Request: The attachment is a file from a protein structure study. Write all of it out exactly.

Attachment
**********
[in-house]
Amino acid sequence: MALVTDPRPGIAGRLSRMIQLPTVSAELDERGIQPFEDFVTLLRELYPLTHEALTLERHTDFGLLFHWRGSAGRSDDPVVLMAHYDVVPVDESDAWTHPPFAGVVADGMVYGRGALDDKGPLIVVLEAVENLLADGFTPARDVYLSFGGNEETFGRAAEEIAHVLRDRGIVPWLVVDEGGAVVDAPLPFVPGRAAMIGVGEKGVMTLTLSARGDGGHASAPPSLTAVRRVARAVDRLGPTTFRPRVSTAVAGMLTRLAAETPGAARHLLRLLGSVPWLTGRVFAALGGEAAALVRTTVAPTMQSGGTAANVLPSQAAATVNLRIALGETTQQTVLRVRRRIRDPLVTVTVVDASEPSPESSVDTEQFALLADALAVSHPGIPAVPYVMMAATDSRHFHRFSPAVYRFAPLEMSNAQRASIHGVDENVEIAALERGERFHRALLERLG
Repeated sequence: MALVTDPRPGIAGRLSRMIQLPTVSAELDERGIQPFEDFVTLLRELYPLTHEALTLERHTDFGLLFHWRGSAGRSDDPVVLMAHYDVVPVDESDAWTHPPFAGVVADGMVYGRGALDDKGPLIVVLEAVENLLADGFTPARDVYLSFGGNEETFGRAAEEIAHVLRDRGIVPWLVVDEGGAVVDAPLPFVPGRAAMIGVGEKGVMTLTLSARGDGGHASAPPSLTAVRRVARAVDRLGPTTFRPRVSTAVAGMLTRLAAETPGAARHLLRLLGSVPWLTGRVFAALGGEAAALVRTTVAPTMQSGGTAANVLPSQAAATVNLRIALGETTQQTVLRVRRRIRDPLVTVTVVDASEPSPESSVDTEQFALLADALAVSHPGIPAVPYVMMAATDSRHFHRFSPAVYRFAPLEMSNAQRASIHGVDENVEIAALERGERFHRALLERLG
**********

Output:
[in-house]
Amino acid sequence: MALVTDPRPGIAGRLSRMIQLPTVSAELDERGIQPFEDFVTLLRELYPLTHEALTLERHTDFGLLFHWRGSAGRSDDPVVLMAHYDVVPVDESDAWTHPPFAGVVADGMVYGRGALDDKGPLIVVLEAVENLLADGFTPARDVYLSFGGNEETFGRAAEEIAHVLRDRGIVPWLVVDEGGAVVDAPLPFVPGRAAMIGVGEKGVMTLTLSARGDGGHASAPPSLTAVRRVARAVDRLGPTTFRPRVSTAVAGMLTRLAAETPGAARHLLRLLGSVPWLTGRVFAALGGEAAALVRTTVAPTMQSGGTAANVLPSQAAATVNLRIALGETTQQTVLRVRRRIRDPLVTVTVVDASEPSPESSVDTEQFALLADALAVSHPGIPAVPYVMMAATDSRHFHRFSPAVYRFAPLEMSNAQRASIHGVDENVEIAALERGERFHRALLERLG
Repeated sequence: MALVTDPRPGIAGRLSRMIQLPTVSAELDERGIQPFEDFVTLLRELYPLTHEALTLERHTDFGLLFHWRGSAGRSDDPVVLMAHYDVVPVDESDAWTHPPFAGVVADGMVYGRGALDDKGPLIVVLEAVENLLADGFTPARDVYLSFGGNEETFGRAAEEIAHVLRDRGIVPWLVVDEGGAVVDAPLPFVPGRAAMIGVGEKGVMTLTLSARGDGGHASAPPSLTAVRRVARAVDRLGPTTFRPRVSTAVAGMLTRLAAETPGAARHLLRLLGSVPWLTGRVFAALGGEAAALVRTTVAPTMQSGGTAANVLPSQAAATVNLRIALGETTQQTVLRVRRRIRDPLVTVTVVDASEPSPESSVDTEQFALLADALAVSHPGIPAVPYVMMAATDSRHFHRFSPAVYRFAPLEMSNAQRASIHGVDENVEIAALERGERFHRALLERLG